If a GP feels a patient has symptoms which may indicate a haematological disorder, they may refer the person to a hospital for further tests, and they will also refer the patient to a Consultant Haematologist.

It is likely that the Consultant will conduct an examination and order diagnostic tests. These tests are necessary to gain a clear understanding of the patient’s symptoms.

In addition to taking a careful history and undertaking a physical examination, blood tests are part of the standard procedure when investigating a suspected haematological disorder.

Investigations and Diagnosis

In addition to blood tests, a number of investigative tests may be required to help diagnose a haematological disorder and to decide upon the most appropriate treatment. These investigations allow doctors to make a diagnosis to see the extent of any disease.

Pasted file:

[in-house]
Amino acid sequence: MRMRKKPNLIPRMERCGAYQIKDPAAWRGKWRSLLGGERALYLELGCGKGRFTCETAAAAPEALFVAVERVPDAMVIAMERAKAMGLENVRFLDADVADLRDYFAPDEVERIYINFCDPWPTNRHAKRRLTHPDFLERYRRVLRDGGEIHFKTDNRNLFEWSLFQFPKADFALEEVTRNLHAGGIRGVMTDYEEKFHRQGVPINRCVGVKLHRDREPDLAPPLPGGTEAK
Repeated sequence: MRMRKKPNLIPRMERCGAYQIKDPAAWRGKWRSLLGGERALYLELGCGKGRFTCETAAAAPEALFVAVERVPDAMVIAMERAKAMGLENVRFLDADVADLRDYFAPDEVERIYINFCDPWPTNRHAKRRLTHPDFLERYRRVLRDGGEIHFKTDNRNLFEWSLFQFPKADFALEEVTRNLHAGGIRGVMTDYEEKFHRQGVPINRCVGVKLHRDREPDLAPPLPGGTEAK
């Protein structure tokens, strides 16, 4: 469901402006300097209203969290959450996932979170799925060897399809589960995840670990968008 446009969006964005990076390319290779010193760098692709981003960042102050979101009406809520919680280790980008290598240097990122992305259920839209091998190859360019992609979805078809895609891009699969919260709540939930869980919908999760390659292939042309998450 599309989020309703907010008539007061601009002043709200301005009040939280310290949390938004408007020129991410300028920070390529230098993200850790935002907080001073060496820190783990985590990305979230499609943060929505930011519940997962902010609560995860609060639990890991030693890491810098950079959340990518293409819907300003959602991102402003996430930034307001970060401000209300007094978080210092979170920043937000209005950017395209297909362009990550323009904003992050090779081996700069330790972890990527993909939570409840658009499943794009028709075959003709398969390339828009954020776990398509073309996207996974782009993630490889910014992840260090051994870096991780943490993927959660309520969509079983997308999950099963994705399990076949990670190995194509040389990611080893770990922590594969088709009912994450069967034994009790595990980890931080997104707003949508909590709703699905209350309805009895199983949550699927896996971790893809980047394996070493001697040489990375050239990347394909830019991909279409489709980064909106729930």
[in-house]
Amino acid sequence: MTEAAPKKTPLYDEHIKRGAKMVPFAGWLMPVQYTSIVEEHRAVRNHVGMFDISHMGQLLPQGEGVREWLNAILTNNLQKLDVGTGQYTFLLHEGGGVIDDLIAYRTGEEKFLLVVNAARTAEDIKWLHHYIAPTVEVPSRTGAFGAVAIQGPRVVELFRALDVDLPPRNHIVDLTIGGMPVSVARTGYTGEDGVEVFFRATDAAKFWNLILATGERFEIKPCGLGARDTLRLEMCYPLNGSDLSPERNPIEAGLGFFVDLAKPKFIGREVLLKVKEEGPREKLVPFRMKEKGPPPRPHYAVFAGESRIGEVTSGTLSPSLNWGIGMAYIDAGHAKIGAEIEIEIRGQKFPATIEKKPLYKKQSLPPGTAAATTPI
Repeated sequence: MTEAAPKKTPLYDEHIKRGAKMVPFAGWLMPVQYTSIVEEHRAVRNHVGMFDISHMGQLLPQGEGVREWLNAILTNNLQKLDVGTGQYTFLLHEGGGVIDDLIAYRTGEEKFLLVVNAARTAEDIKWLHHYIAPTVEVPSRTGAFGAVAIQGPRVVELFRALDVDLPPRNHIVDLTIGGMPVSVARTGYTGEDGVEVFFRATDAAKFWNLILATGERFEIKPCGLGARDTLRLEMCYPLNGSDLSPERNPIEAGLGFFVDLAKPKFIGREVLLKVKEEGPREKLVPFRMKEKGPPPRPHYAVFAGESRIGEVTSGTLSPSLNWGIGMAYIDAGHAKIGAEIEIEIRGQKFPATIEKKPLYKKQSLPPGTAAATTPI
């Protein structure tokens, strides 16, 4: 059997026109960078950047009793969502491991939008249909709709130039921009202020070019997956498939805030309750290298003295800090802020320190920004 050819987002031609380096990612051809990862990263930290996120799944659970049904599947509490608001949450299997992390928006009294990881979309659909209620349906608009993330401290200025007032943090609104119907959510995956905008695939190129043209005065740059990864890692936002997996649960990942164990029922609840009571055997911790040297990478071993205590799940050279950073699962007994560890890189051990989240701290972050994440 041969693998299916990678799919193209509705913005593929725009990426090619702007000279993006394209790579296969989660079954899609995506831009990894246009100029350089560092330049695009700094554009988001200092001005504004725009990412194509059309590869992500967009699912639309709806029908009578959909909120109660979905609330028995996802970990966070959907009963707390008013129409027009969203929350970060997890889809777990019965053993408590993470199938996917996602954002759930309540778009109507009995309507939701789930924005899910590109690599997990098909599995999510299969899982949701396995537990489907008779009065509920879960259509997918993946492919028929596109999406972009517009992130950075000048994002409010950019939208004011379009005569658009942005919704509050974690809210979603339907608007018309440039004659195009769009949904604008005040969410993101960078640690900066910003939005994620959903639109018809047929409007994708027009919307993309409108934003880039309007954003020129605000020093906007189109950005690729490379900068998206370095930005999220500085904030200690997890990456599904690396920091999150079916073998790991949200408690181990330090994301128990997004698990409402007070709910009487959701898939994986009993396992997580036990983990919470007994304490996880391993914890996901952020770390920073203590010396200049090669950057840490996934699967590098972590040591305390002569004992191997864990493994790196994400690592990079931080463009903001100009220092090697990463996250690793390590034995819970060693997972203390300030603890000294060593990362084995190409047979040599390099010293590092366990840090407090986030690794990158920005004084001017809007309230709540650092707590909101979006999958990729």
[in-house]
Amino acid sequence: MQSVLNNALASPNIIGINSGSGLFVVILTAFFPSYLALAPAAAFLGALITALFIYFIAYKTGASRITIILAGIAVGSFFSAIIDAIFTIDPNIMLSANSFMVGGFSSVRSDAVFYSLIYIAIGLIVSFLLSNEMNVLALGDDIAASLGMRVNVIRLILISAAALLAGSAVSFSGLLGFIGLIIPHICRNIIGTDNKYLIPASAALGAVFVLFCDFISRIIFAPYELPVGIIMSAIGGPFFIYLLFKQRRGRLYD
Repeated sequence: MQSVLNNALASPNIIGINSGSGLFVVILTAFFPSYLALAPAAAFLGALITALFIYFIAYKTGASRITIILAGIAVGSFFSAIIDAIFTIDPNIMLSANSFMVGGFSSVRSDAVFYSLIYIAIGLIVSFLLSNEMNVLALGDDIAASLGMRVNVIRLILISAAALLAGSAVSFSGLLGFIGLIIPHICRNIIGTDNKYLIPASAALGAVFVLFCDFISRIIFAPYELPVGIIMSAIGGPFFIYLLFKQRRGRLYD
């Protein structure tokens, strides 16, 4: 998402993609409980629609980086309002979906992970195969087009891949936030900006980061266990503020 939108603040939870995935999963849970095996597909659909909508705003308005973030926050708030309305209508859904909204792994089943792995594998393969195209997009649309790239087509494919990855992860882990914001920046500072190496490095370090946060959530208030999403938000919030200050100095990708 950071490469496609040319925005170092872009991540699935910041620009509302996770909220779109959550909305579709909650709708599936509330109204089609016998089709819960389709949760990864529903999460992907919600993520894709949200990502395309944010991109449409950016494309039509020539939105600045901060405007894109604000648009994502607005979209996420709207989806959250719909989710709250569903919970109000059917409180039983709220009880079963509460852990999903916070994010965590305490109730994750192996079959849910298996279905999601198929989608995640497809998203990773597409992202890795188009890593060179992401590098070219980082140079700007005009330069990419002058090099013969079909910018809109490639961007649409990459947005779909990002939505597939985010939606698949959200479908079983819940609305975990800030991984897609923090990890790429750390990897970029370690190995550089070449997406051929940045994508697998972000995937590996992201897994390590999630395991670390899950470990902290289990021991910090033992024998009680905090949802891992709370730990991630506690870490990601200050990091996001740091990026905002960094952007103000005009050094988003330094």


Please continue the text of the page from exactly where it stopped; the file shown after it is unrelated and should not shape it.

Diagnostic investigations may include:

  • Bone marrow test– a test is to see whether there are abnormal cells in your bone marrow
  • CT scan– X-rays and a computer to create detailed images of the inside of the body
  • MRI scan– a type of scan that uses strong magnetic fields and radio waves to produce detailed images of the inside of the body
  • PET scan– a scan used to produce detailed three-dimensional images of the inside of the body
  • X-ray– a test that produces images of the structures inside your body


Some patients’ results may be discussed at the Haematological Multi-Disciplinary Meeting (MDM). If this is required, the team will review all aspects of your care and recommend an appropriate treatment plan. A member of the team will discuss this with you.

Staging and Grading

Your Haematologist Specialist needs certain information about the cancer to decide on the most appropriate treatment for you. This includes the stage and grade of the cancer. The stage of a cancer describes its size, position and whether it has spread beyond the area of the body where it started.

For more information on staging and grading, please visit the webpage for each haematological disorder on the Macmillan Cancer Support website.

Share this page

Email Icon Print Icon

Investors In People